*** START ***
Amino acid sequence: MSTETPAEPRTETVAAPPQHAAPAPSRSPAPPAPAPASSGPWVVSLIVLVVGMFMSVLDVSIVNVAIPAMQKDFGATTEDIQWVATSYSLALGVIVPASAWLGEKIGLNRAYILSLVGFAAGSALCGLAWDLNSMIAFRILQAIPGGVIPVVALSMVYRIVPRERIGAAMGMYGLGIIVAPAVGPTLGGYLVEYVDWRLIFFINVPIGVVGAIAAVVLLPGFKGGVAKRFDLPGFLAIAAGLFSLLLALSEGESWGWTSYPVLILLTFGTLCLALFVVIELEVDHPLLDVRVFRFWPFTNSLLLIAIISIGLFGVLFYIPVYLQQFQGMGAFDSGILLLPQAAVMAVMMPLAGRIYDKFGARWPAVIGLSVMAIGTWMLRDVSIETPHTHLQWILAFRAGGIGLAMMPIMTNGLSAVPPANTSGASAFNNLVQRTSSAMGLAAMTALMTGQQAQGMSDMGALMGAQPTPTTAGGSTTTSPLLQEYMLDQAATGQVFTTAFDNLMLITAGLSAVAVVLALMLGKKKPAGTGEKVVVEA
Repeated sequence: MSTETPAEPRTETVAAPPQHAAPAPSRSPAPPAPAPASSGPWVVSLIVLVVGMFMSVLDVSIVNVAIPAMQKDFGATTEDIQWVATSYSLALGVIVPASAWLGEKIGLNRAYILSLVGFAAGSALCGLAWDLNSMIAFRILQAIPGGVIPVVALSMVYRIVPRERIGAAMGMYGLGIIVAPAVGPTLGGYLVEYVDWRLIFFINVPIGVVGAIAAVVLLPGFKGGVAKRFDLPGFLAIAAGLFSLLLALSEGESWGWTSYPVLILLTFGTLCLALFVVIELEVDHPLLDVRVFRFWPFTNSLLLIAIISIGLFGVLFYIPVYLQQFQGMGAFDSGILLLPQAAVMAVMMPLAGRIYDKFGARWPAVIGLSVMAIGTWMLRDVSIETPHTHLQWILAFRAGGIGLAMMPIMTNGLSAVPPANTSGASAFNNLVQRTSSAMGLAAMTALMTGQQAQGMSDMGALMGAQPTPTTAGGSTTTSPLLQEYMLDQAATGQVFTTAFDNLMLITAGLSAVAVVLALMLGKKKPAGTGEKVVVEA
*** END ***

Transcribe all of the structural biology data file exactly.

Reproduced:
Amino acid sequence: MSTETPAEPRTETVAAPPQHAAPAPSRSPAPPAPAPASSGPWVVSLIVLVVGMFMSVLDVSIVNVAIPAMQKDFGATTEDIQWVATSYSLALGVIVPASAWLGEKIGLNRAYILSLVGFAAGSALCGLAWDLNSMIAFRILQAIPGGVIPVVALSMVYRIVPRERIGAAMGMYGLGIIVAPAVGPTLGGYLVEYVDWRLIFFINVPIGVVGAIAAVVLLPGFKGGVAKRFDLPGFLAIAAGLFSLLLALSEGESWGWTSYPVLILLTFGTLCLALFVVIELEVDHPLLDVRVFRFWPFTNSLLLIAIISIGLFGVLFYIPVYLQQFQGMGAFDSGILLLPQAAVMAVMMPLAGRIYDKFGARWPAVIGLSVMAIGTWMLRDVSIETPHTHLQWILAFRAGGIGLAMMPIMTNGLSAVPPANTSGASAFNNLVQRTSSAMGLAAMTALMTGQQAQGMSDMGALMGAQPTPTTAGGSTTTSPLLQEYMLDQAATGQVFTTAFDNLMLITAGLSAVAVVLALMLGKKKPAGTGEKVVVEA
Repeated sequence: MSTETPAEPRTETVAAPPQHAAPAPSRSPAPPAPAPASSGPWVVSLIVLVVGMFMSVLDVSIVNVAIPAMQKDFGATTEDIQWVATSYSLALGVIVPASAWLGEKIGLNRAYILSLVGFAAGSALCGLAWDLNSMIAFRILQAIPGGVIPVVALSMVYRIVPRERIGAAMGMYGLGIIVAPAVGPTLGGYLVEYVDWRLIFFINVPIGVVGAIAAVVLLPGFKGGVAKRFDLPGFLAIAAGLFSLLLALSEGESWGWTSYPVLILLTFGTLCLALFVVIELEVDHPLLDVRVFRFWPFTNSLLLIAIISIGLFGVLFYIPVYLQQFQGMGAFDSGILLLPQAAVMAVMMPLAGRIYDKFGARWPAVIGLSVMAIGTWMLRDVSIETPHTHLQWILAFRAGGIGLAMMPIMTNGLSAVPPANTSGASAFNNLVQRTSSAMGLAAMTALMTGQQAQGMSDMGALMGAQPTPTTAGGSTTTSPLLQEYMLDQAATGQVFTTAFDNLMLITAGLSAVAVVLALMLGKKKPAGTGEKVVVEA